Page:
It’s a beautiful day (so far), and if you’re looking for some weekend plans, you could do worse than heading to the Brooklyn Botanic Garden for a lovely prelude to the Sakura Matsuri festival. These new photographs of beautiful Prunus persica and Prunus subhirtella, not to mention Prunus pendula and Prunus serrulata, bode well for the celebration, which takes place April 29-30.
Worrying about the blooms after rollercoaster weather is an annual tradition, and Melanie Sifton, the vice president for horticulture at the BBG, confirmed to the Times, “We obsess over them all year long.”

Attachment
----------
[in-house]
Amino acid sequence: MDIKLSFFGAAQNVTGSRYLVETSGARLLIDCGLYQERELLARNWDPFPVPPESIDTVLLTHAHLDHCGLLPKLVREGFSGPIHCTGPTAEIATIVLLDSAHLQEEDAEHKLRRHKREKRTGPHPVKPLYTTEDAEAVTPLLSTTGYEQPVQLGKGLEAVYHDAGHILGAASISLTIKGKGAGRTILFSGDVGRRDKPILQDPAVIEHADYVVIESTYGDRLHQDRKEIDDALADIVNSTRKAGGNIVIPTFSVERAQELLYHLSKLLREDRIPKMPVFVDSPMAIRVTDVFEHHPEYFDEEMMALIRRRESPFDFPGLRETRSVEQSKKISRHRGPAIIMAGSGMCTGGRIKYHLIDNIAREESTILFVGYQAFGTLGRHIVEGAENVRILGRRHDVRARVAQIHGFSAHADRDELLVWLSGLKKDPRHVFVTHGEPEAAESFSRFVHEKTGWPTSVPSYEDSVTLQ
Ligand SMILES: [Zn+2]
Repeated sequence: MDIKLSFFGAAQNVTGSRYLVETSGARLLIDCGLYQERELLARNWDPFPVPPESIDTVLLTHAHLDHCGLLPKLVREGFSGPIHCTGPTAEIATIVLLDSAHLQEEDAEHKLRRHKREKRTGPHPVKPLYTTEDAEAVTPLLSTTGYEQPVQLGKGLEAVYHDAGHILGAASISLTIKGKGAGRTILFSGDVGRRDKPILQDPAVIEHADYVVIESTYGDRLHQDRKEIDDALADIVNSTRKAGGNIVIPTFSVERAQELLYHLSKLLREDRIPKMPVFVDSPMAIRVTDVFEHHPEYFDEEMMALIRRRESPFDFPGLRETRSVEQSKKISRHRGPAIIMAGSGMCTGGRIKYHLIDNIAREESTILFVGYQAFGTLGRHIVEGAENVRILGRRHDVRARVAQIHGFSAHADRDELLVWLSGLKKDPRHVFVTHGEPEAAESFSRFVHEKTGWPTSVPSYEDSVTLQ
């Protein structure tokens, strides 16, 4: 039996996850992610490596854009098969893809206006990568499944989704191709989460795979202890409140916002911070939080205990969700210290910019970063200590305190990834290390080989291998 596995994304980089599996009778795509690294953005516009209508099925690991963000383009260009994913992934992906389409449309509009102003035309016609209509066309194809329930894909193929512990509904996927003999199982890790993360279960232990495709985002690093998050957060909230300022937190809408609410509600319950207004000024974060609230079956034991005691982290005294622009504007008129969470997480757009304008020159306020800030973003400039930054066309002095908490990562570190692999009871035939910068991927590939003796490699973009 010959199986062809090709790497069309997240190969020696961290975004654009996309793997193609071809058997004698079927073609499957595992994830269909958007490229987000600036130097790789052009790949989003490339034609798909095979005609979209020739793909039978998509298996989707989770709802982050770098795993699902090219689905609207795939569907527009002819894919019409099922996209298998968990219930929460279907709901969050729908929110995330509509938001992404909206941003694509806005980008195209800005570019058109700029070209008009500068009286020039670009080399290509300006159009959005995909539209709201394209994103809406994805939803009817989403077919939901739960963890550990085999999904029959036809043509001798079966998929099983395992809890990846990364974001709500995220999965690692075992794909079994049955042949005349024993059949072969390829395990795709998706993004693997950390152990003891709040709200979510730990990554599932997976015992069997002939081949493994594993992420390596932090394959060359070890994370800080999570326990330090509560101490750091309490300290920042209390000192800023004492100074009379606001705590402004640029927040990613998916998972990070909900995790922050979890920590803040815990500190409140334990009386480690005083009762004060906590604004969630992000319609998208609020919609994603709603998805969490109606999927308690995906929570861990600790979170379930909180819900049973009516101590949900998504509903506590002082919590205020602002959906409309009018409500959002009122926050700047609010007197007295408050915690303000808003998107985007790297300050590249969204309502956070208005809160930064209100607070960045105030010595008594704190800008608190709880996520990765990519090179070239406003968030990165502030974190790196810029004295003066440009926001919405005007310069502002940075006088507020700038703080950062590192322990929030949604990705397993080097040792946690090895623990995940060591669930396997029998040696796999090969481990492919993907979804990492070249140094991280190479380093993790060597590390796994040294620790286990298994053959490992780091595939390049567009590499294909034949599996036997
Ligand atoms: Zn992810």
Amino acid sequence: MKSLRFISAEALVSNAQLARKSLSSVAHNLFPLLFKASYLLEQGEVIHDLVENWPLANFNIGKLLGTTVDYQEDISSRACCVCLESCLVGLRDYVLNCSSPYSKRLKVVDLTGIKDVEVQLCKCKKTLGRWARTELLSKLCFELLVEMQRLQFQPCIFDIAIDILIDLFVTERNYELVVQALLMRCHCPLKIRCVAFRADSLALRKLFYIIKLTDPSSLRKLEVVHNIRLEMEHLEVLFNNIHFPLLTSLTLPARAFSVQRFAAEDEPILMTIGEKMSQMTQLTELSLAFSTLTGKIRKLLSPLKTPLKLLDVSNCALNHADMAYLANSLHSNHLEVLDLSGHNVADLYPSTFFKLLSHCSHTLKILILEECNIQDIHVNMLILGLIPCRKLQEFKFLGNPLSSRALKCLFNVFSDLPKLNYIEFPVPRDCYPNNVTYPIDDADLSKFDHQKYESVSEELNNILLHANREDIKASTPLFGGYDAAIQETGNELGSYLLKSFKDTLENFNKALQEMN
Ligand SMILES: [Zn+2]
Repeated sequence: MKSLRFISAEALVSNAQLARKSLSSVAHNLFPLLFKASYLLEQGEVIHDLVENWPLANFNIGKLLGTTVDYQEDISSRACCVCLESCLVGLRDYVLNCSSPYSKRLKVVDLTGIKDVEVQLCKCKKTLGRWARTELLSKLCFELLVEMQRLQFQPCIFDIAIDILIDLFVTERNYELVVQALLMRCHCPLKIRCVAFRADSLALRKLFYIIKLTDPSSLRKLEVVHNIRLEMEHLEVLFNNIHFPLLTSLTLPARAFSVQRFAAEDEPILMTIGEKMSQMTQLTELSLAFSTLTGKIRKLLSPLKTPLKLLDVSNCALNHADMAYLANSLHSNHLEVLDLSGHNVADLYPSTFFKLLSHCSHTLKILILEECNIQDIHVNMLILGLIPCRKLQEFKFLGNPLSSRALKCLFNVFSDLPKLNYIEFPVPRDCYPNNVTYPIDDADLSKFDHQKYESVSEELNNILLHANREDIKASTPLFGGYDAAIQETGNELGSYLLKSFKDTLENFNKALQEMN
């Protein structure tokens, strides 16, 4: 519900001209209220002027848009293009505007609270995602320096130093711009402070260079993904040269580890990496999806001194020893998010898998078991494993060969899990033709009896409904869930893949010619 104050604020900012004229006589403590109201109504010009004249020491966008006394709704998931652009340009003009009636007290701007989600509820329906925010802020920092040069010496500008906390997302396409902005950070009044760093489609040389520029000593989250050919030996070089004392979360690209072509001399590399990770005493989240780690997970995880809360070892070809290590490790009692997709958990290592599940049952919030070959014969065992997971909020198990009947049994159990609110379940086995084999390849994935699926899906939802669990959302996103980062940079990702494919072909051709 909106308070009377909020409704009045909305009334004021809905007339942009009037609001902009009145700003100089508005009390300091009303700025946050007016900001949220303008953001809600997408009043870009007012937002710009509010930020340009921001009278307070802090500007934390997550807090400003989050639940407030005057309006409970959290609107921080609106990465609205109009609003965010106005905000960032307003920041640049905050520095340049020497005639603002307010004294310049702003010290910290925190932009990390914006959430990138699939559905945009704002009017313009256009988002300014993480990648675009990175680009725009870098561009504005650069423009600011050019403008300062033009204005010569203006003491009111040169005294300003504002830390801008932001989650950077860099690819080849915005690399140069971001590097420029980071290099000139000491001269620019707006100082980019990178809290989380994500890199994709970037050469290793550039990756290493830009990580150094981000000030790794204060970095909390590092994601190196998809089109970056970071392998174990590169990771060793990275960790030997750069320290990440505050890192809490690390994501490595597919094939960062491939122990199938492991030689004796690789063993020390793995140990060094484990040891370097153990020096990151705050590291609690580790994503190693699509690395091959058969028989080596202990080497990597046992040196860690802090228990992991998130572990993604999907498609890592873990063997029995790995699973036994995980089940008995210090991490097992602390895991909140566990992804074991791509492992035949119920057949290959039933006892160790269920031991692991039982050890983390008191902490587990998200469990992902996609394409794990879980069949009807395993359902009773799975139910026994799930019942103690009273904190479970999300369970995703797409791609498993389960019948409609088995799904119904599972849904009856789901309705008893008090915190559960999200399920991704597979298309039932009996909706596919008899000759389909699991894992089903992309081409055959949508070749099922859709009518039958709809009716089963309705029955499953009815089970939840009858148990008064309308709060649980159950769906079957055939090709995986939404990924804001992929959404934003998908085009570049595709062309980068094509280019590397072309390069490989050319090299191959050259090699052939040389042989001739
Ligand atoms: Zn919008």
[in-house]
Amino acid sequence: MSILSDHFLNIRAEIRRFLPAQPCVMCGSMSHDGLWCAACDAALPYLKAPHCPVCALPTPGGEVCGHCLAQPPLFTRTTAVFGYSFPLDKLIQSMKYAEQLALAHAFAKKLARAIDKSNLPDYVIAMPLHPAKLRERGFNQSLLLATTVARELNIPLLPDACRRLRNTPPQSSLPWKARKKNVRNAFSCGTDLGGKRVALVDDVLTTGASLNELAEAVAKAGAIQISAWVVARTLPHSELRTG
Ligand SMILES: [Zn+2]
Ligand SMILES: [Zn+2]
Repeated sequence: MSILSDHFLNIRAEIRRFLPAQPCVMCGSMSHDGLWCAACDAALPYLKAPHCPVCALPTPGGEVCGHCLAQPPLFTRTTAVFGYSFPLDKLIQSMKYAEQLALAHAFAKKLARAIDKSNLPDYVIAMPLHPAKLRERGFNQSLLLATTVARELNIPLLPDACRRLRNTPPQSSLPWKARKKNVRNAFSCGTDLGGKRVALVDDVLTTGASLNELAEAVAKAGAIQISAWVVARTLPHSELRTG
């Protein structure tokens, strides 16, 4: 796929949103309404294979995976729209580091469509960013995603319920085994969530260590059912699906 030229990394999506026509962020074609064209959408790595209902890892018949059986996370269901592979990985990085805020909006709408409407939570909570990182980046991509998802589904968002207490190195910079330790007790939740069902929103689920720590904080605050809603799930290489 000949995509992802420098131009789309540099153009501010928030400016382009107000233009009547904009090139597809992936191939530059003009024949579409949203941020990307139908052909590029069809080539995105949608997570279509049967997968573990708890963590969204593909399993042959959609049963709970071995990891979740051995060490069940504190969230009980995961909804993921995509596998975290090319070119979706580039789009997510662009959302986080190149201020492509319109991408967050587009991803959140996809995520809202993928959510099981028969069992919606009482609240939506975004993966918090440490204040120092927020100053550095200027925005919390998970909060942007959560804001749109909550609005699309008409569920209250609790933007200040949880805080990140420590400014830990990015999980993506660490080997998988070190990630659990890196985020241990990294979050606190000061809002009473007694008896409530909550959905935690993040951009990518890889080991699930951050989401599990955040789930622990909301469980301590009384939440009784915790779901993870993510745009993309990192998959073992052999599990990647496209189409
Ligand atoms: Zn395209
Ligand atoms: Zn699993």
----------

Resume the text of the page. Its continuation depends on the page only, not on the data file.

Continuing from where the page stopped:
Though most New Yorkers don’t pay any attention to the cherry trees until spring, maintaining the two dozen varieties is a yearlong project. Arborists test for microbes in the soil and build wooden buttresses for the lower branches of some of the oldest trees in the collection. Each year, a couple of dying trees are replaced with young trees…
Generally, the cherry blossom season lasts for only about six weeks — what’s called the hanami (literally “flower viewing”) — from bloom to fallen petals. (Each tree blooms for just about a week and a half.) The Prunus Kanzan trees on the Esplanade, always the last to bloom, provide the finale for the festival.
Here’s the BBG’s cherry tree tracker.